Xel-Ha has restaurants, bars, gift shops, rest rooms, showers and lockers. For an additional charge you can swim with dolphins, manatees or stingrays, try snuba (a combination of snorkeling and diving in a cenote) or sea trek your way across the seabed.
Akumal & Yalku
With its palm-lined beach, gentle waves, thatched roof palapa bars and restaurants you’d think that picturesque Akumal Bay had charms enough, but there’s much more below the surface. The offshore reefs are great spots for diving and snorkeling.
Marine life is varied and abundant in Akumal, even in the shallows. Royal grammas, spotted drums and damselfish dart through the corals and parrotfish and eagle rays are frequently observed. The greatest thrill of all, however, is to spot a green or loggerhead turtle grazing on the sea grass. Watch from a distance, do not approach, or make a noise and it may swim past you, giving you the chance to see the beautiful markings on its shell. A vacation memory to treasure, no wonder Akumal means “place of the turtles” in Maya.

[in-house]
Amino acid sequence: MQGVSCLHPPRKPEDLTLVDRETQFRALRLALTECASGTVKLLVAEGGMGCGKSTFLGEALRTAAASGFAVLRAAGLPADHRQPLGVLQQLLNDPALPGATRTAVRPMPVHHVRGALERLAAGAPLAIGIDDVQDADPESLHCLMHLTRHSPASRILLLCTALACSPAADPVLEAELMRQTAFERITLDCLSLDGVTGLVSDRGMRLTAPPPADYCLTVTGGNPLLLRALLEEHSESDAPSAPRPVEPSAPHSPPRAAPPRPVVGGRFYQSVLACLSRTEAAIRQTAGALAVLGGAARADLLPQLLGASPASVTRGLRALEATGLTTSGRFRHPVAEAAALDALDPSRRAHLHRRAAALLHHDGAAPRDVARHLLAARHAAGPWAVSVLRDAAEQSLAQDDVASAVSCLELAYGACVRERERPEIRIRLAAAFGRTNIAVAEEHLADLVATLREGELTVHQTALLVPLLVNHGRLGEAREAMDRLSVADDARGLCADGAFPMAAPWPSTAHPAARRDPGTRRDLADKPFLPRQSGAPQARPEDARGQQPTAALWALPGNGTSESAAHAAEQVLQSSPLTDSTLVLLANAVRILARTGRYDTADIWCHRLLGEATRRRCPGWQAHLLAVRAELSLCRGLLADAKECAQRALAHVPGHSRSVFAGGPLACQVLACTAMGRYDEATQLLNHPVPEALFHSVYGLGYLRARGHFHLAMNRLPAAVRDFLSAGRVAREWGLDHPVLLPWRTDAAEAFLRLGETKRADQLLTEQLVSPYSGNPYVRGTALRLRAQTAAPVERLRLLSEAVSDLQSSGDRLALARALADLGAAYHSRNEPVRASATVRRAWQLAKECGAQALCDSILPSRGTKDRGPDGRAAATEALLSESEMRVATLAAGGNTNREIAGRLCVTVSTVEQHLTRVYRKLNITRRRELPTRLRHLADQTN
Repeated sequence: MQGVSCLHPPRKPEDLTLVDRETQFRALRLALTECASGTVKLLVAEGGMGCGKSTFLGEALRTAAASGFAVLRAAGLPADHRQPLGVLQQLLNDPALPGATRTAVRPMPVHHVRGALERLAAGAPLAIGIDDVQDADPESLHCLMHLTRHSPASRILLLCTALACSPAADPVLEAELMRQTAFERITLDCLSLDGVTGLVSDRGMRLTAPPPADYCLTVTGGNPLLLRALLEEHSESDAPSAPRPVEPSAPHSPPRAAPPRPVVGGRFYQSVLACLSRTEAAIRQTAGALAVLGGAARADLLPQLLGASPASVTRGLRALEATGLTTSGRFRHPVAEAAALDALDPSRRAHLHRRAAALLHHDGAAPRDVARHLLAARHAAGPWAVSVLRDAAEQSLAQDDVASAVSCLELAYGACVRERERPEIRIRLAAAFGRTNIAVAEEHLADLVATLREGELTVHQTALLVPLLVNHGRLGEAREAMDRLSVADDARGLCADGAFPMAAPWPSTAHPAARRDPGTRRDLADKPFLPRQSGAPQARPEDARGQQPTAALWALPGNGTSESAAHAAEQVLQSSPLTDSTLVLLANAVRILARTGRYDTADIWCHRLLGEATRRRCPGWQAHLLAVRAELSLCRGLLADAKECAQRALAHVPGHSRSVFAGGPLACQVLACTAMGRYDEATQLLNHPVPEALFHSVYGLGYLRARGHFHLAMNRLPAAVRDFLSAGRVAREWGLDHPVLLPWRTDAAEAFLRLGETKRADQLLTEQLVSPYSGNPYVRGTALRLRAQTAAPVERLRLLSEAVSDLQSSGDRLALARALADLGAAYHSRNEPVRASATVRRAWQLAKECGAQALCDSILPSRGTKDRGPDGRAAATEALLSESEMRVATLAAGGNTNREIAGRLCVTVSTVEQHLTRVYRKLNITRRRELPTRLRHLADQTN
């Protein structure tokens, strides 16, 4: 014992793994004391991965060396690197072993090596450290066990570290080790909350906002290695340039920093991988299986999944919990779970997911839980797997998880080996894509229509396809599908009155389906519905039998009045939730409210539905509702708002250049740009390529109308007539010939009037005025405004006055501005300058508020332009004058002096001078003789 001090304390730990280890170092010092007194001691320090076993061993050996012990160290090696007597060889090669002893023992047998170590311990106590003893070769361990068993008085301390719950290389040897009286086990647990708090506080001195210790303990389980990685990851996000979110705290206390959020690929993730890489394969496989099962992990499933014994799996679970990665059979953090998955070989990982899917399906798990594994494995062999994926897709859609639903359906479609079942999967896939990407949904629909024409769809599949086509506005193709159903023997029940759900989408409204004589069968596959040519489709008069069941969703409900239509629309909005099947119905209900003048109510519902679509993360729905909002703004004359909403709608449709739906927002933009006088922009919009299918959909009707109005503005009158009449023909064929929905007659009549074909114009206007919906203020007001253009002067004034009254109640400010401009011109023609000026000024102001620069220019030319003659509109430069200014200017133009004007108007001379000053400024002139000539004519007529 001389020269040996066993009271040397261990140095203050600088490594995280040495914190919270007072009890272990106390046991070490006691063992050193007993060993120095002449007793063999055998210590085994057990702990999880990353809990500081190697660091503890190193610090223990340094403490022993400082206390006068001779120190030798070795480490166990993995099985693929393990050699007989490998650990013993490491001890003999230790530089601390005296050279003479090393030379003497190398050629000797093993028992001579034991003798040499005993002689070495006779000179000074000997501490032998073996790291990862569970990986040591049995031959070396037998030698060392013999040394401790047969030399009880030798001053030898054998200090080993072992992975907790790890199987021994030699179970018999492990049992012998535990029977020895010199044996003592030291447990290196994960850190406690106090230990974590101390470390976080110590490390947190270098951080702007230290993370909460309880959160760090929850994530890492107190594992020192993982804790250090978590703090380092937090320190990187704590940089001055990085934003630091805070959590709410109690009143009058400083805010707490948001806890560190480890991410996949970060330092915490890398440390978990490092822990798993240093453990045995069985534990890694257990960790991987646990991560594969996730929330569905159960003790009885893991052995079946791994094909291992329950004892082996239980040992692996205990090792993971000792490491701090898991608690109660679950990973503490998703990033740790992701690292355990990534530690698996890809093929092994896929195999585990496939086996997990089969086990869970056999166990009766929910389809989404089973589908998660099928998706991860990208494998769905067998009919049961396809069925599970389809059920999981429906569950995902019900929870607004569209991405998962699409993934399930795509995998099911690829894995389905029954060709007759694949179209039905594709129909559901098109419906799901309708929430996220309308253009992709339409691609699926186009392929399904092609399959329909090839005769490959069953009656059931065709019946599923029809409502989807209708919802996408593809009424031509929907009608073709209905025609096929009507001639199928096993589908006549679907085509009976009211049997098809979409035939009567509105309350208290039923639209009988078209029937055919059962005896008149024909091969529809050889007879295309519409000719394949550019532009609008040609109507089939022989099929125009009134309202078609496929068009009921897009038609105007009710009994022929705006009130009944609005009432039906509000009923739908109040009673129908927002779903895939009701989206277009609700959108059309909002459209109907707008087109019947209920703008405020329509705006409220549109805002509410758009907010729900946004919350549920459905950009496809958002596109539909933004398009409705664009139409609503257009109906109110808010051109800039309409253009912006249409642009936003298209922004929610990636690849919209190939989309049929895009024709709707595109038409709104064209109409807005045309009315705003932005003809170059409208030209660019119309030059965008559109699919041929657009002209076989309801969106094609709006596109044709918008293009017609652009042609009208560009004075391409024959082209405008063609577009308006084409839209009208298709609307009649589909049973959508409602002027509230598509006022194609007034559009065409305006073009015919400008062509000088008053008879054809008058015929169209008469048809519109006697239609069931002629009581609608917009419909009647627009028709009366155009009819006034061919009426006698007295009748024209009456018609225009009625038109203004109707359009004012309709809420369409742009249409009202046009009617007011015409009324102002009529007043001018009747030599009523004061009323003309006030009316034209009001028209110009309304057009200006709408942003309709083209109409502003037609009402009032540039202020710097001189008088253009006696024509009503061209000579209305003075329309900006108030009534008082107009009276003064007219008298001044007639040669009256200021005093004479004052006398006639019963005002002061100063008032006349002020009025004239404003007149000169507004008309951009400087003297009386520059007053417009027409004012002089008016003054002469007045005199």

There’s more snorkeling to the north in Half Moon Bay or Bahia de la Media Luna where the corals are much closer to the shore. You’ll need reef shoes here because the seabed is rocky.
Follow the coast road north from Akumal past Half Moon Bay to the shores of Yalku lagoon, another turquoise caleta that is a popular snorkeling spot. A local cooperative manages Yalku and charges a fee for admission. The use of life jackets is obligatory and there are changing rooms, showers and an open-air cafe.